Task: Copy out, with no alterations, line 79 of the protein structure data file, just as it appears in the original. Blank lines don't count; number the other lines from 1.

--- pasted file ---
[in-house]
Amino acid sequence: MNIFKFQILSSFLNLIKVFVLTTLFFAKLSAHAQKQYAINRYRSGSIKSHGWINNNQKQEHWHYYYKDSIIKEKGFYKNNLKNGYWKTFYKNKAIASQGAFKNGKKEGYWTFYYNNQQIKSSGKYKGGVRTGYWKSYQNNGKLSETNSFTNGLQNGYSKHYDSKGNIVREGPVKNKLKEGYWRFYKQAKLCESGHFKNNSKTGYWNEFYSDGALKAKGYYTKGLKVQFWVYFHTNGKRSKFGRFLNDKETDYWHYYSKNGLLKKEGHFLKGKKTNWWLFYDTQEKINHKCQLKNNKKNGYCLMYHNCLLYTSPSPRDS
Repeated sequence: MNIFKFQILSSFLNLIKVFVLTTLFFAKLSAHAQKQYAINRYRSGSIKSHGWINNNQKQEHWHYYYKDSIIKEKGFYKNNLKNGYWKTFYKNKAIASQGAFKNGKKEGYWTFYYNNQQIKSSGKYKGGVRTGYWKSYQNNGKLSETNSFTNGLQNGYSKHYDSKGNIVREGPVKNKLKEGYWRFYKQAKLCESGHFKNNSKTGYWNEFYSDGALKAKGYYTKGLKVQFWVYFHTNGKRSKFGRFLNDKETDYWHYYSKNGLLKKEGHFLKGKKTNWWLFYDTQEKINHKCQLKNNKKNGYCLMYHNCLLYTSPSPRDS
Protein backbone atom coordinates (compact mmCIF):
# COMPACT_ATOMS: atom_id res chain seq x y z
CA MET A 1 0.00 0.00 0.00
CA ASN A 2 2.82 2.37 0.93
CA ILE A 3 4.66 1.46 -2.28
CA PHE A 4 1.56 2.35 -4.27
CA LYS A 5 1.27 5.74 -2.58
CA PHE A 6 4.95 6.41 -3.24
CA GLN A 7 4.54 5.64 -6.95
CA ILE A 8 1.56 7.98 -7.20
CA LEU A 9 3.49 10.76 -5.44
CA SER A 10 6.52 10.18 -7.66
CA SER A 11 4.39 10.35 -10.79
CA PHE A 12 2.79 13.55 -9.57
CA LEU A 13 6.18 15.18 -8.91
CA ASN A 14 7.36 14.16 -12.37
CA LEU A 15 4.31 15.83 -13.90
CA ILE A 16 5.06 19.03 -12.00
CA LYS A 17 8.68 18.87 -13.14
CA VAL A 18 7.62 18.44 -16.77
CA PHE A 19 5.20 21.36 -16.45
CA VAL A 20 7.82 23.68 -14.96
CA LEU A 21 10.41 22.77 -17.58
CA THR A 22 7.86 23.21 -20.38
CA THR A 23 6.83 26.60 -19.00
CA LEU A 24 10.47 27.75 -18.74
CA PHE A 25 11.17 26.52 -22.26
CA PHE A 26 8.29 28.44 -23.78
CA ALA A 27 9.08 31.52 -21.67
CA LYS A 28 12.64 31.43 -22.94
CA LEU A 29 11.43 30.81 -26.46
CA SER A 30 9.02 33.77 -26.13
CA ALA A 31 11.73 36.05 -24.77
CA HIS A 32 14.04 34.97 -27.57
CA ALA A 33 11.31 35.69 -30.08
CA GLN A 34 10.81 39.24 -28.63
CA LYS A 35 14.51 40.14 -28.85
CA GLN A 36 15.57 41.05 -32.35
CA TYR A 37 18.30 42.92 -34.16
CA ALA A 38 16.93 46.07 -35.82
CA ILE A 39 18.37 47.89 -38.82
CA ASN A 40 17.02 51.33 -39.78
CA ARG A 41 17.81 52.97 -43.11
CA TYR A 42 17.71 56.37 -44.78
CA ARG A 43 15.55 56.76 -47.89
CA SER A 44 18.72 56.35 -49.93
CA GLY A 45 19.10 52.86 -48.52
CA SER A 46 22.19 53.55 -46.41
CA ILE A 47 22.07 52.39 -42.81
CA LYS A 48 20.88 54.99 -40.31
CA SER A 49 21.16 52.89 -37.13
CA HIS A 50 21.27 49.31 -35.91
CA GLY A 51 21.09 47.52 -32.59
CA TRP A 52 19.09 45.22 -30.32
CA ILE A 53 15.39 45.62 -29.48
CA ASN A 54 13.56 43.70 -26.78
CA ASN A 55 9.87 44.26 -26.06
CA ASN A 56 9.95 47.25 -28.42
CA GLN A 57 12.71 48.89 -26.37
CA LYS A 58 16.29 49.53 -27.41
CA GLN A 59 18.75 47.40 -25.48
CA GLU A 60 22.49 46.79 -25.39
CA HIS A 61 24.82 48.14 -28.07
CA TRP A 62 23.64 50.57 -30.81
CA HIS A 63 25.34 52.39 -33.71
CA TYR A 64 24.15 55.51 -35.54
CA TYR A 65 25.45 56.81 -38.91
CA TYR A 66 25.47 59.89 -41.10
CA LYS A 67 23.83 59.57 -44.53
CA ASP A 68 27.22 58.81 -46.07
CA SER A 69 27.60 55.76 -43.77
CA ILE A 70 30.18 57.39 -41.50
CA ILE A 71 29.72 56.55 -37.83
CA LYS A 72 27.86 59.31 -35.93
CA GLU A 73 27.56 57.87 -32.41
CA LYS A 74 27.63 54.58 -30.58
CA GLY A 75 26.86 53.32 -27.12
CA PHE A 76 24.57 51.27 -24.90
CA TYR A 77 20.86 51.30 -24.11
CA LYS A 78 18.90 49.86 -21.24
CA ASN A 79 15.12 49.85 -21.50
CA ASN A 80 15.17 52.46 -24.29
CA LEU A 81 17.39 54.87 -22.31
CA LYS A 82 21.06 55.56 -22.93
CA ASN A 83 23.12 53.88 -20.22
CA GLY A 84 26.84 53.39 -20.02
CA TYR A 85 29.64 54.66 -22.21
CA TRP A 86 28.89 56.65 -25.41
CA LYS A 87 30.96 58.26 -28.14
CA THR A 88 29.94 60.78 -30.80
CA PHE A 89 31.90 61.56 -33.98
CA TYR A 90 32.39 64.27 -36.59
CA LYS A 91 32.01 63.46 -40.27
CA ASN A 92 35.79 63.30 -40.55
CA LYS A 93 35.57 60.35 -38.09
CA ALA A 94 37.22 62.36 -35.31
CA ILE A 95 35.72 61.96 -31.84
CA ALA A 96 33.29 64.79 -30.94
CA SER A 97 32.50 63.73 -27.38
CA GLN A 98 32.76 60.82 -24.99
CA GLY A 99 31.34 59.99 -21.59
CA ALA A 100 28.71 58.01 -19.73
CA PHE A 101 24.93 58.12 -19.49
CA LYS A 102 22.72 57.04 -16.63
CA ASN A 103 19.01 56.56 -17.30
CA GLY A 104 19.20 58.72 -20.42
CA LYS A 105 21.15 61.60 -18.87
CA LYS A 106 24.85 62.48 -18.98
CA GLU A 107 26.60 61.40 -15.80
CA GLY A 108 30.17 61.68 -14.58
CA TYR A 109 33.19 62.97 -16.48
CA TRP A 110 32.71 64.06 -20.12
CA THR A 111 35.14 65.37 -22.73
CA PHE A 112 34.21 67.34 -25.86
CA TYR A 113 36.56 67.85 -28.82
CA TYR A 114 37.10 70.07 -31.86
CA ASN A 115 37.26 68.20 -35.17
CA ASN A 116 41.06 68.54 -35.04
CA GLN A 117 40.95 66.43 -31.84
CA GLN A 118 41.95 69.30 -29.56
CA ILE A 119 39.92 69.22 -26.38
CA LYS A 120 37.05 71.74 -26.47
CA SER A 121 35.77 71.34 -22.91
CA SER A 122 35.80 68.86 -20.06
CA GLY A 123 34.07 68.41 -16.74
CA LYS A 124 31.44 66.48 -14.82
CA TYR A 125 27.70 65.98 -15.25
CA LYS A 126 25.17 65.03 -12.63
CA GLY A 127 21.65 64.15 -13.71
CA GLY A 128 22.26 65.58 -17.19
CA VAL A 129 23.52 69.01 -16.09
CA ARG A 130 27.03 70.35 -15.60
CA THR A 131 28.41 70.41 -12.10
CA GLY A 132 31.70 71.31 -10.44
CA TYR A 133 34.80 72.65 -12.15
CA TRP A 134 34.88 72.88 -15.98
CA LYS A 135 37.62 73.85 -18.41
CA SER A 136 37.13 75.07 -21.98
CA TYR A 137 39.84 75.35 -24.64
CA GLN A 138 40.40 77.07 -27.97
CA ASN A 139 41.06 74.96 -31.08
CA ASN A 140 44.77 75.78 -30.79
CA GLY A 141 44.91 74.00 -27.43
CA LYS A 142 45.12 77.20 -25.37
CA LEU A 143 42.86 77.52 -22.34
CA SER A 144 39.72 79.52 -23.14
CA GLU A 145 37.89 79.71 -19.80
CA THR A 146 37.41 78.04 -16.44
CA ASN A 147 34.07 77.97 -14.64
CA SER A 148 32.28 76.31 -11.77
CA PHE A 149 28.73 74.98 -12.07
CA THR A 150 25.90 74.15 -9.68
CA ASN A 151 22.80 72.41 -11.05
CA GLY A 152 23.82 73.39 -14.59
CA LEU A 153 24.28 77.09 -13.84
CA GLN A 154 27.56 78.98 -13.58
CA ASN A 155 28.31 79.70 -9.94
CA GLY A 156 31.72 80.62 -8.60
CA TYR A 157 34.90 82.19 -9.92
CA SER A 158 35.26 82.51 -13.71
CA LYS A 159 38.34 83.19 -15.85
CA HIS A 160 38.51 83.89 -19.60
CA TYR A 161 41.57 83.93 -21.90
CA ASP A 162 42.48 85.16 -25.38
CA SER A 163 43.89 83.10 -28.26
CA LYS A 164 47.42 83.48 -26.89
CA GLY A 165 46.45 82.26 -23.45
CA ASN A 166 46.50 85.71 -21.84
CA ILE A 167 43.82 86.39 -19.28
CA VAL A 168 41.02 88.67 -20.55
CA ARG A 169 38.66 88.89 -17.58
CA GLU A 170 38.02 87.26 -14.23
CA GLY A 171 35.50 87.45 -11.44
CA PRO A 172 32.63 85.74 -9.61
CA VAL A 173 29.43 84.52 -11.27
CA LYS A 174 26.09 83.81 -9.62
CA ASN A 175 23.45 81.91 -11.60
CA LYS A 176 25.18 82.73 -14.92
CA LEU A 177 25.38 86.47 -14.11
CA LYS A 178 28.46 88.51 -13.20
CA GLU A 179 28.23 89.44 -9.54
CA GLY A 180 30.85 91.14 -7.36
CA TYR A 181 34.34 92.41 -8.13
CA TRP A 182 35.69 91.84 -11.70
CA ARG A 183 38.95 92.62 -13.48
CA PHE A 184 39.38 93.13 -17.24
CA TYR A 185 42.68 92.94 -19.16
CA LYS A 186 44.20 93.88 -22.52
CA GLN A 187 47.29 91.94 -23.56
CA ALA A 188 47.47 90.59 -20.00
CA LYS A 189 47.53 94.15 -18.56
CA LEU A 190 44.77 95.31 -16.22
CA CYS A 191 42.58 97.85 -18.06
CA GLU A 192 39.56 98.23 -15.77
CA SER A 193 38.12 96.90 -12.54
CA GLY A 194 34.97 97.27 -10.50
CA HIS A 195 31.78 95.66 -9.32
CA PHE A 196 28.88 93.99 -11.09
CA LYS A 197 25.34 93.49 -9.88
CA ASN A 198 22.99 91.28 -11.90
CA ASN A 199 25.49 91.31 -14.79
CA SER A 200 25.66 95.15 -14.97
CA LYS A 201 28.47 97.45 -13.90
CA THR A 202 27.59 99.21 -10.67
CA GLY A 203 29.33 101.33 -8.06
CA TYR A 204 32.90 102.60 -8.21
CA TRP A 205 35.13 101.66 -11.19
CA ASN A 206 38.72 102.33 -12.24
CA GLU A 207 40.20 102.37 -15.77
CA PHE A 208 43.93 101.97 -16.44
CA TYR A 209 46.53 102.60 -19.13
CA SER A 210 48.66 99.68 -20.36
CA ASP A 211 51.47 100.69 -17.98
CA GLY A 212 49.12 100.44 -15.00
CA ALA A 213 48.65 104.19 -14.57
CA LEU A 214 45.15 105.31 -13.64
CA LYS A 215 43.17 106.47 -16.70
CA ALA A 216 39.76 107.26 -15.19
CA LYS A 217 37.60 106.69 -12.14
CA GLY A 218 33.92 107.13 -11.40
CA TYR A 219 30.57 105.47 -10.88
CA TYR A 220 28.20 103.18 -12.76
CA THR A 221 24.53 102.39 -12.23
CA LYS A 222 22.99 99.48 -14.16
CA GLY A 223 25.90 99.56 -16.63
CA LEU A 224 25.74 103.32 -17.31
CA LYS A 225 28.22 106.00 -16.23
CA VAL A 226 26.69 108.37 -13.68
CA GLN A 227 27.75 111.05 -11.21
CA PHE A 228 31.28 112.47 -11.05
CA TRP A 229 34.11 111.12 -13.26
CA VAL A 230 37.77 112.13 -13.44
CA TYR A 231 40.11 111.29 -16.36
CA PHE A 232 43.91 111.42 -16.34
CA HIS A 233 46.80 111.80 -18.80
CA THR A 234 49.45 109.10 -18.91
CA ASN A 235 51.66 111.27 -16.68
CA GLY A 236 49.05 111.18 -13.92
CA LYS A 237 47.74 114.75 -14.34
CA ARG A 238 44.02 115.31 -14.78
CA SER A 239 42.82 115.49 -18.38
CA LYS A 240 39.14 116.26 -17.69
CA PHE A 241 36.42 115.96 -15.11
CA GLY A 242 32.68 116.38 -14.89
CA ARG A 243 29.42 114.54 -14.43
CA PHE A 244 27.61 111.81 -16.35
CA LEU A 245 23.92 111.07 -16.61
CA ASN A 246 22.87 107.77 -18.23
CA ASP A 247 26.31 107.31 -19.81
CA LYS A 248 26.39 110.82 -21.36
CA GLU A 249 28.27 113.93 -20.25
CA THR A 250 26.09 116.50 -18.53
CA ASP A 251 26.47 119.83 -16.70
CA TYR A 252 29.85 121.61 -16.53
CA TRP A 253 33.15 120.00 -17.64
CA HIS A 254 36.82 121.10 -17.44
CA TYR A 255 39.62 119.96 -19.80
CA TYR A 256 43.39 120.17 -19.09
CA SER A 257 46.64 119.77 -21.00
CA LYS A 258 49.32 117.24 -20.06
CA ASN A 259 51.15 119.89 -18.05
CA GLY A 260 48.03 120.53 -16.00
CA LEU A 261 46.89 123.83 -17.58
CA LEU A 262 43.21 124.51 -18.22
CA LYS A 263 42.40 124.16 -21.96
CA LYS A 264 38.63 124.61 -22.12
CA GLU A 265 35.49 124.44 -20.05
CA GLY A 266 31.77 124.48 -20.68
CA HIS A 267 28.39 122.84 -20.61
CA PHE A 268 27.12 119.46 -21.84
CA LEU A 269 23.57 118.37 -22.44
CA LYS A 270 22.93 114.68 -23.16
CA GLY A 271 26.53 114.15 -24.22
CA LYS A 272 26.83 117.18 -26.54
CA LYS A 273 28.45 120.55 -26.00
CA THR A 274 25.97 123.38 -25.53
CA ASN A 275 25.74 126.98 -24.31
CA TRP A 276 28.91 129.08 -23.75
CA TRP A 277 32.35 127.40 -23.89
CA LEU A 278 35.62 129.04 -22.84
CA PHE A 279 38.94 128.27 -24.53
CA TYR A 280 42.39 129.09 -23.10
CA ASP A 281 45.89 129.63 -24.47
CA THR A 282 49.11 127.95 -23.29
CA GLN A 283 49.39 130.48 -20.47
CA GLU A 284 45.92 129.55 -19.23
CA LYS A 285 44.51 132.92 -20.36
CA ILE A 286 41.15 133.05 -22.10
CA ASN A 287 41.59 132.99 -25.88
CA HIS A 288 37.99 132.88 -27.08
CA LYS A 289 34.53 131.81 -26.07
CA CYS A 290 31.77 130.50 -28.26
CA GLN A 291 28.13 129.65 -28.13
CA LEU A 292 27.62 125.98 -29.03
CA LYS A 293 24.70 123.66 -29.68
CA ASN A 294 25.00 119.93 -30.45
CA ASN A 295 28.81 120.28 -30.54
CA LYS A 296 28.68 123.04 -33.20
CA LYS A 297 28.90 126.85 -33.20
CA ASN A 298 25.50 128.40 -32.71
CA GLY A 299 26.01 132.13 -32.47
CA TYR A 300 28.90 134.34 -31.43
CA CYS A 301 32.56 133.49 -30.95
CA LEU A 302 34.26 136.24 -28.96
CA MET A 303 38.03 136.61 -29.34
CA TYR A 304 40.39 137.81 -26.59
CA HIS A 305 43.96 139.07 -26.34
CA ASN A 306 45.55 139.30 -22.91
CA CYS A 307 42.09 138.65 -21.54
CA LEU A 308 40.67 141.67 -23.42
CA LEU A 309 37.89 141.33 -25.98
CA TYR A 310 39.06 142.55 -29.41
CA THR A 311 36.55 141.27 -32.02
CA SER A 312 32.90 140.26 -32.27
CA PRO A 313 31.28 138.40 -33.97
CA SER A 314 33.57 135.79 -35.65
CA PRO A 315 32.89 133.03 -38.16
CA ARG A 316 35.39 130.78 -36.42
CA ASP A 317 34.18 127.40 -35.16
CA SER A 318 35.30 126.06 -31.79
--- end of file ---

CA LYS A 74 27.63 54.58 -30.58